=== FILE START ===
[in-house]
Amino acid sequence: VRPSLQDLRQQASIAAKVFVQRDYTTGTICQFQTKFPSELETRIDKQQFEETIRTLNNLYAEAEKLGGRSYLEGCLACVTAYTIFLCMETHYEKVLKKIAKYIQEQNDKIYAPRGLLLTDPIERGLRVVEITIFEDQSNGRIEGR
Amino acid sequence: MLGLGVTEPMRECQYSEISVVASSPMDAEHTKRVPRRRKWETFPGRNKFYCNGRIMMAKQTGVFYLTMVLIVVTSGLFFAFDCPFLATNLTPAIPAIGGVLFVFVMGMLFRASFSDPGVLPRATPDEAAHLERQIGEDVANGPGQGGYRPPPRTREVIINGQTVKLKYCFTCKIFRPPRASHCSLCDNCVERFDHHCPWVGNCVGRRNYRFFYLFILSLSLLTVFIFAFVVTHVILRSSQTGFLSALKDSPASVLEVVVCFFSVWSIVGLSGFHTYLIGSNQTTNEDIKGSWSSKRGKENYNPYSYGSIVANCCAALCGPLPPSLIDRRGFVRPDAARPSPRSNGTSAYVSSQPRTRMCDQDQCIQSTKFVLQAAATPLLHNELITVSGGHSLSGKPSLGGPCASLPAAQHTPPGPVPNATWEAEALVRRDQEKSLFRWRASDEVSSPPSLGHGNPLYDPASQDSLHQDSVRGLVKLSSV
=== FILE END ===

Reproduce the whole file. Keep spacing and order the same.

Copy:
[in-house]
Amino acid sequence: VRPSLQDLRQQASIAAKVFVQRDYTTGTICQFQTKFPSELETRIDKQQFEETIRTLNNLYAEAEKLGGRSYLEGCLACVTAYTIFLCMETHYEKVLKKIAKYIQEQNDKIYAPRGLLLTDPIERGLRVVEITIFEDQSNGRIEGR
Amino acid sequence: MLGLGVTEPMRECQYSEISVVASSPMDAEHTKRVPRRRKWETFPGRNKFYCNGRIMMAKQTGVFYLTMVLIVVTSGLFFAFDCPFLATNLTPAIPAIGGVLFVFVMGMLFRASFSDPGVLPRATPDEAAHLERQIGEDVANGPGQGGYRPPPRTREVIINGQTVKLKYCFTCKIFRPPRASHCSLCDNCVERFDHHCPWVGNCVGRRNYRFFYLFILSLSLLTVFIFAFVVTHVILRSSQTGFLSALKDSPASVLEVVVCFFSVWSIVGLSGFHTYLIGSNQTTNEDIKGSWSSKRGKENYNPYSYGSIVANCCAALCGPLPPSLIDRRGFVRPDAARPSPRSNGTSAYVSSQPRTRMCDQDQCIQSTKFVLQAAATPLLHNELITVSGGHSLSGKPSLGGPCASLPAAQHTPPGPVPNATWEAEALVRRDQEKSLFRWRASDEVSSPPSLGHGNPLYDPASQDSLHQDSVRGLVKLSSV